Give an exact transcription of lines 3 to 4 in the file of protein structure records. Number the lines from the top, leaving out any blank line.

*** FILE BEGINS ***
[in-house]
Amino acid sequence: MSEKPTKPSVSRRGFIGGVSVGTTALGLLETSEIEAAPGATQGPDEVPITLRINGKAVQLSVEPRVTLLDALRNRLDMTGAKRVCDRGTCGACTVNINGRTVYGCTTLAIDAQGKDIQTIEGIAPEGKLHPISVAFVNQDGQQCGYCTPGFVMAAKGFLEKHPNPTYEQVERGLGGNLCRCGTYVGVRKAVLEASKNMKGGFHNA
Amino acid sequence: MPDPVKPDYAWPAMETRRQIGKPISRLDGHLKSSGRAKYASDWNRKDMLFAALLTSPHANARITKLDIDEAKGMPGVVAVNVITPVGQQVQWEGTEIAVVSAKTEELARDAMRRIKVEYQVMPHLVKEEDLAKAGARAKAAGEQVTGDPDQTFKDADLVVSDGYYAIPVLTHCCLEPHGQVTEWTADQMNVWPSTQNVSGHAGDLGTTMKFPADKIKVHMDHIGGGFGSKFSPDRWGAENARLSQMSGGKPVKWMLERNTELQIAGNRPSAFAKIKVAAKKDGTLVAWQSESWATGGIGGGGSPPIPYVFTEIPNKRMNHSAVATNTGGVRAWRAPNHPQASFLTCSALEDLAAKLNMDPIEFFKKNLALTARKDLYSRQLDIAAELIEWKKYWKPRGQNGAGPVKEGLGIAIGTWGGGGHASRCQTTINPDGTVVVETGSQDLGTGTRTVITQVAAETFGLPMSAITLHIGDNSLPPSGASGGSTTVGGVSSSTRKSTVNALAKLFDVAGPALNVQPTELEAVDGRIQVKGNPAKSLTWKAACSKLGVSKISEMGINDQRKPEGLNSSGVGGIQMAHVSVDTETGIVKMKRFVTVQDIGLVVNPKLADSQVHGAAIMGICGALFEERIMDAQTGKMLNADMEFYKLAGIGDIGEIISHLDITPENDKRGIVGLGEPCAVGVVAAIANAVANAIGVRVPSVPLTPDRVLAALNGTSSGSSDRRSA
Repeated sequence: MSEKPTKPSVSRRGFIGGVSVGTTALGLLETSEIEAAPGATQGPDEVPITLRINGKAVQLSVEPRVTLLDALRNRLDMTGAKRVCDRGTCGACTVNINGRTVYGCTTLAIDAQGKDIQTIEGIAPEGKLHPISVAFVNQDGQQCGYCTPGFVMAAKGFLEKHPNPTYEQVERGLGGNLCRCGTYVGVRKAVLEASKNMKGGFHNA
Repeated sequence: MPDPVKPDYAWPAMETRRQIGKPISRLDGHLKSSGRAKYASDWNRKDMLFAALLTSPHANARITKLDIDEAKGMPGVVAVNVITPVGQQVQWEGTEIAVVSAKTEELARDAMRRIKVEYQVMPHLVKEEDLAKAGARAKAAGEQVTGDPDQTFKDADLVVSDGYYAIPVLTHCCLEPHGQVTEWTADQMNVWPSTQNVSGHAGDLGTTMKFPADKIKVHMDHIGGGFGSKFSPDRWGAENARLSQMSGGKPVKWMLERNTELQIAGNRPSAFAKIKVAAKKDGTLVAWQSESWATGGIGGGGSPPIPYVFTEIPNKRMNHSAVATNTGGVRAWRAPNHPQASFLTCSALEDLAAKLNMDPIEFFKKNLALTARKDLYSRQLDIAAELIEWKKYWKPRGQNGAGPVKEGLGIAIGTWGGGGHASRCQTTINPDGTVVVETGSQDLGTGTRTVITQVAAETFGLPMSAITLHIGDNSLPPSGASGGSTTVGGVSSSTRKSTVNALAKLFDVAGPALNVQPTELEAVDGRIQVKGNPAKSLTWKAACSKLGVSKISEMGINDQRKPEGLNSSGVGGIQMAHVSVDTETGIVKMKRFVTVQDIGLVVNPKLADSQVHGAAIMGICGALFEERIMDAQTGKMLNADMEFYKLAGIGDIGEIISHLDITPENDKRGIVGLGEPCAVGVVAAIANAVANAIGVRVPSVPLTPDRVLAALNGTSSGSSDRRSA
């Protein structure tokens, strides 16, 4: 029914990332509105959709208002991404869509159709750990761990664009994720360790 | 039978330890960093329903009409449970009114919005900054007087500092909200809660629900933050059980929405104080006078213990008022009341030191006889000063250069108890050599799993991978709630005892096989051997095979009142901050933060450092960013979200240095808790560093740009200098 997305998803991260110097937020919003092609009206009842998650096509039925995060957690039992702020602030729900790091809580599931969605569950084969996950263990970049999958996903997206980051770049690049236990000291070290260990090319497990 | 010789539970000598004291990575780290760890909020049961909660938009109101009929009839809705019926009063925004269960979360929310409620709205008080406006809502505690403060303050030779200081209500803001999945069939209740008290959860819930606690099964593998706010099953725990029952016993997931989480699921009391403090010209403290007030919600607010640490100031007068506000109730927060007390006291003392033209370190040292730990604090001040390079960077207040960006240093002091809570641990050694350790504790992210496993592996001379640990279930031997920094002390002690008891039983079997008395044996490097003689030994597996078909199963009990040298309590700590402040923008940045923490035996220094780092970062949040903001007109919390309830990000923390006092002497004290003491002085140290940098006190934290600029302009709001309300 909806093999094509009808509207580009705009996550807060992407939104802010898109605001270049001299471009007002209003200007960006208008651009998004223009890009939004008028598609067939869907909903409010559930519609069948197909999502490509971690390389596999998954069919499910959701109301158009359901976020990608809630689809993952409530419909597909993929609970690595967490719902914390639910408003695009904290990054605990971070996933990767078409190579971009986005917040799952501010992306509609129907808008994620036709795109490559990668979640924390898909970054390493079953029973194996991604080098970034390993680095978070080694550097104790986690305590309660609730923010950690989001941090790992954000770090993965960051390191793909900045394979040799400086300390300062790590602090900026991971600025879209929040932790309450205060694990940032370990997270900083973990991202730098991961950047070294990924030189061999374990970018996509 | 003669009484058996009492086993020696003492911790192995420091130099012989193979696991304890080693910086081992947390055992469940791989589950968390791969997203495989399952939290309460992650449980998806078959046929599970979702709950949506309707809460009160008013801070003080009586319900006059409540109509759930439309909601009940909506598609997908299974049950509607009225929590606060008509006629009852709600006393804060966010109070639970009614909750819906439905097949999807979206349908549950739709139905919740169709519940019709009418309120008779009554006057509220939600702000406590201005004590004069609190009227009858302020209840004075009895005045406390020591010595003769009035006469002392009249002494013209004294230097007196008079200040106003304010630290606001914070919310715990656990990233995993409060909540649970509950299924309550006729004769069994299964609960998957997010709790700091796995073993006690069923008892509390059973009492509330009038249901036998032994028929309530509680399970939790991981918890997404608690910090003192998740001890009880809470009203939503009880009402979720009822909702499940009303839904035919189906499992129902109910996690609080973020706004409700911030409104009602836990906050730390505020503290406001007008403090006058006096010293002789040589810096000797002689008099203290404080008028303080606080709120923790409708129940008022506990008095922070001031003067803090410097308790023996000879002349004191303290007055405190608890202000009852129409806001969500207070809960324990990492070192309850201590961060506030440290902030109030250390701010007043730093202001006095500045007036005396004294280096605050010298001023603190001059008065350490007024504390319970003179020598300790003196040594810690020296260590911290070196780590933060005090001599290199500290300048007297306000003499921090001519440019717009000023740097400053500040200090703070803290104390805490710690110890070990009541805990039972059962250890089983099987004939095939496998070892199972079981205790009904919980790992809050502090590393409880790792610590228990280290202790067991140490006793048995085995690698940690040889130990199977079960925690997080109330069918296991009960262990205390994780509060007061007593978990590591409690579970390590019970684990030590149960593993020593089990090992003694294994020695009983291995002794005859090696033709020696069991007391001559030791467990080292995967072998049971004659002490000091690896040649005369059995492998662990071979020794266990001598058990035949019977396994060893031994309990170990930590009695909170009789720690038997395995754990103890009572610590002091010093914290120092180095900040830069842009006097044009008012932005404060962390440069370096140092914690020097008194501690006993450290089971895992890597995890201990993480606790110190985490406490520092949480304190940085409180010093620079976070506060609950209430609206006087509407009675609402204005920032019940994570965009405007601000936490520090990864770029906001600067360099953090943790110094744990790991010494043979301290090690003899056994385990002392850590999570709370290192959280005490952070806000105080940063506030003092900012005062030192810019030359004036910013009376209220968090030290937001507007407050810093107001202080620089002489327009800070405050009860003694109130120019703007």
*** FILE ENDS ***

Amino acid sequence: MPDPVKPDYAWPAMETRRQIGKPISRLDGHLKSSGRAKYASDWNRKDMLFAALLTSPHANARITKLDIDEAKGMPGVVAVNVITPVGQQVQWEGTEIAVVSAKTEELARDAMRRIKVEYQVMPHLVKEEDLAKAGARAKAAGEQVTGDPDQTFKDADLVVSDGYYAIPVLTHCCLEPHGQVTEWTADQMNVWPSTQNVSGHAGDLGTTMKFPADKIKVHMDHIGGGFGSKFSPDRWGAENARLSQMSGGKPVKWMLERNTELQIAGNRPSAFAKIKVAAKKDGTLVAWQSESWATGGIGGGGSPPIPYVFTEIPNKRMNHSAVATNTGGVRAWRAPNHPQASFLTCSALEDLAAKLNMDPIEFFKKNLALTARKDLYSRQLDIAAELIEWKKYWKPRGQNGAGPVKEGLGIAIGTWGGGGHASRCQTTINPDGTVVVETGSQDLGTGTRTVITQVAAETFGLPMSAITLHIGDNSLPPSGASGGSTTVGGVSSSTRKSTVNALAKLFDVAGPALNVQPTELEAVDGRIQVKGNPAKSLTWKAACSKLGVSKISEMGINDQRKPEGLNSSGVGGIQMAHVSVDTETGIVKMKRFVTVQDIGLVVNPKLADSQVHGAAIMGICGALFEERIMDAQTGKMLNADMEFYKLAGIGDIGEIISHLDITPENDKRGIVGLGEPCAVGVVAAIANAVANAIGVRVPSVPLTPDRVLAALNGTSSGSSDRRSA
Repeated sequence: MSEKPTKPSVSRRGFIGGVSVGTTALGLLETSEIEAAPGATQGPDEVPITLRINGKAVQLSVEPRVTLLDALRNRLDMTGAKRVCDRGTCGACTVNINGRTVYGCTTLAIDAQGKDIQTIEGIAPEGKLHPISVAFVNQDGQQCGYCTPGFVMAAKGFLEKHPNPTYEQVERGLGGNLCRCGTYVGVRKAVLEASKNMKGGFHNA